Ailsa Chang

Ailsa Chang is an award-winning journalist who covers Congress for NPR. She landed in public radio after spending six years as a lawyer.

Since joining NPR in 2012, Chang has covered battles over immigration, the healthcare law, gun control and White House appointments. She crisscrossed the country in the months before the Republican takeover of the Senate, bringing stories about Washington from the Deep South, Southwest and New England.

Chang started out as a radio reporter in 2009, and has since earned a string of national awards for her work. In 2012, she was honored with the Alfred I. duPont-Columbia University Silver Baton for her investigation on the New York City Police Department's "stop-and-frisk" policy and allegations of unlawful marijuana arrests by officers. The series also earned honors from Investigative Reporters and Editors and the Society of Professional Journalists.

She was also the recipient of the Daniel Schorr Journalism Award, a National Headliner Award, and an honor from Investigative Reporters and Editors for her investigation on how Detroit's broken public defender system leaves lawyers with insufficient resources to effectively represent their clients.

In 2011, the New York State Associated Press Broadcasters Association named Chang as the winner of the Art Athens Award for General Excellence in Individual Reporting for radio.

The former lawyer served as a law clerk to Judge John T. Noonan, Jr. on the United States Court of Appeals for the 9th Circuit in San Francisco.

Chang graduated Phi Beta Kappa from Stanford University where she received her bachelor's degree.

She earned her law degree with distinction from Stanford Law School, where she won the Irving Hellman, Jr. Special Award for the best piece written by a student in the Stanford Law Review in 2001.

Chang was also a Fulbright Scholar at Oxford University, where she received a master's degree in media law. And she has a master's degree in journalism from Columbia University.

Prior to coming to NPR, Chang was an investigative reporter at NPR member station WNYC from 2009 to 2012 in New York City, focusing on criminal justice and legal affairs. She was a Kroc fellow at NPR from 2008 to 2009, as well as a reporter and producer for NPR member station KQED in San Francisco.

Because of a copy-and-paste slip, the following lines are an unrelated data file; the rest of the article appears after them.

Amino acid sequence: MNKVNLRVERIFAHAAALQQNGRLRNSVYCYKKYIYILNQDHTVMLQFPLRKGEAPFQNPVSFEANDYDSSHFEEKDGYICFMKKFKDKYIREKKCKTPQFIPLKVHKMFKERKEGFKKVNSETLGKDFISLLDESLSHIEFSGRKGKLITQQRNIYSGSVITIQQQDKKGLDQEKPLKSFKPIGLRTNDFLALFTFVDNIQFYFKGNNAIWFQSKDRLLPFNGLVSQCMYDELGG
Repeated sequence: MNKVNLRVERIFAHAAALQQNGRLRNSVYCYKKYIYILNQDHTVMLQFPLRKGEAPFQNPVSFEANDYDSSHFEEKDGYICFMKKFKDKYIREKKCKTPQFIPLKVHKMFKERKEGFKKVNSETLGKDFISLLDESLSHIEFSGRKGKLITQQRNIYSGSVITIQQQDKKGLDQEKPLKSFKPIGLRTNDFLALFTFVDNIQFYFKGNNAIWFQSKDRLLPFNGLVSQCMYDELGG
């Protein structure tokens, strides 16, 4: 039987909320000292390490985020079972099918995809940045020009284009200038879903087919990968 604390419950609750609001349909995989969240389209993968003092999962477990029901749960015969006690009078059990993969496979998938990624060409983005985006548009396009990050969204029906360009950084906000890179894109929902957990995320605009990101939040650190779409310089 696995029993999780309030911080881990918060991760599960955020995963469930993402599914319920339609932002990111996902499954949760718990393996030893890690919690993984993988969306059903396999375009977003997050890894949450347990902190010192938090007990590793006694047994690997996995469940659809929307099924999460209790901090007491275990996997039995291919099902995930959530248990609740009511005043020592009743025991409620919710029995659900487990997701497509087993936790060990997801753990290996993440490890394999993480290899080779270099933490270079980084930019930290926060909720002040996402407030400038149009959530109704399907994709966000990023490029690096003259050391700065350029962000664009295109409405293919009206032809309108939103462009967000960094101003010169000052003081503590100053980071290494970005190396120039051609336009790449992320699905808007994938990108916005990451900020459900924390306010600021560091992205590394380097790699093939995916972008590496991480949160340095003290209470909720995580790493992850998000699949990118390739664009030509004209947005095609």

Chang grew up in the San Francisco Bay Area.

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Politics
6:50 am
Sat January 10, 2015

Keystone Supporters Hope Amendments Will Soften Pipeline Opposition

Originally published on Sat January 10, 2015 10:31 am

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Politics
3:03 pm
Thu January 1, 2015

2014 Yielded Bumper Crop Of Judicial Confirmations

U.S. Senate Majority Leader Sen. Harry Reid, shown walking towards the Senate chamber on December 16, pushed through a final batch of judicial nominees this month, before the Republican-dominated Senate takes over in the new year.
Alex Wong Getty Images

Originally published on Thu January 1, 2015 9:34 pm

Since he's taken office, President Obama has seen more than 300 federal judges confirmed, putting him ahead of the past two presidents at their six-year marks. A huge chunk of those confirmations happened in 2014 — the year after the Senate Democrats got rid of the filibuster for most judicial nominations.

To assess how that rules change might have helped things along, consider a few numbers.

In 2014, 89 judges were confirmed; that's the highest yearly total in two decades, a it's almost one-third of all of Obama's confirmations since he first took office six years ago.

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Politics
3:31 pm
Tue December 16, 2014

Senate Democrats Use Waning Majority To Push Through Judges

Originally published on Wed December 17, 2014 1:46 pm

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Politics
4:15 am
Tue December 16, 2014

Siding With Obama On Deportations Hurts Saldana's Bipartisan Support

Originally published on Tue December 16, 2014 6:31 am

Copyright 2014 NPR. To see more, visit http://www.npr.org/.

Politics
7:12 am
Sat December 13, 2014

Outrage On The Left And Right As Senate Delays Spending Vote

Originally published on Sat December 13, 2014 1:21 pm

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